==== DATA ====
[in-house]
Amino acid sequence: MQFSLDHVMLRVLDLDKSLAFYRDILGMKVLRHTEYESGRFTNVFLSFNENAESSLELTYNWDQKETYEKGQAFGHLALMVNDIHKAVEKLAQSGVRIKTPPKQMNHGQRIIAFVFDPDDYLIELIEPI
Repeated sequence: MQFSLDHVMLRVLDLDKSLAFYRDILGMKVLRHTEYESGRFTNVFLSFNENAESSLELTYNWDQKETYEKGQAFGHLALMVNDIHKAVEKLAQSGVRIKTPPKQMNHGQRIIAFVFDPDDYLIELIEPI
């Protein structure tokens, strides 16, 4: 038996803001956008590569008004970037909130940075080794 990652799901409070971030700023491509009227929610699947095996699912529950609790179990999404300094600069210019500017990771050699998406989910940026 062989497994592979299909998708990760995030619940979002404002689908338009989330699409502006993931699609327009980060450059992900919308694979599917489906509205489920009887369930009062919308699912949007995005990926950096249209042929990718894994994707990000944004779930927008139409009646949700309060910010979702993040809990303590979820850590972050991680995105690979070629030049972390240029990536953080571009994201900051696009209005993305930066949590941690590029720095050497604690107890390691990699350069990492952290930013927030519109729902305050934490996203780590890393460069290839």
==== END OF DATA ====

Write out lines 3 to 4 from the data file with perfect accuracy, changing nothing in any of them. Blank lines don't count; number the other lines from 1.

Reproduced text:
Repeated sequence: MQFSLDHVMLRVLDLDKSLAFYRDILGMKVLRHTEYESGRFTNVFLSFNENAESSLELTYNWDQKETYEKGQAFGHLALMVNDIHKAVEKLAQSGVRIKTPPKQMNHGQRIIAFVFDPDDYLIELIEPI
């Protein structure tokens, strides 16, 4: 038996803001956008590569008004970037909130940075080794 990652799901409070971030700023491509009227929610699947095996699912529950609790179990999404300094600069210019500017990771050699998406989910940026 062989497994592979299909998708990760995030619940979002404002689908338009989330699409502006993931699609327009980060450059992900919308694979599917489906509205489920009887369930009062919308699912949007995005990926950096249209042929990718894994994707990000944004779930927008139409009646949700309060910010979702993040809990303590979820850590972050991680995105690979070629030049972390240029990536953080571009994201900051696009209005993305930066949590941690590029720095050497604690107890390691990699350069990492952290930013927030519109729902305050934490996203780590890393460069290839």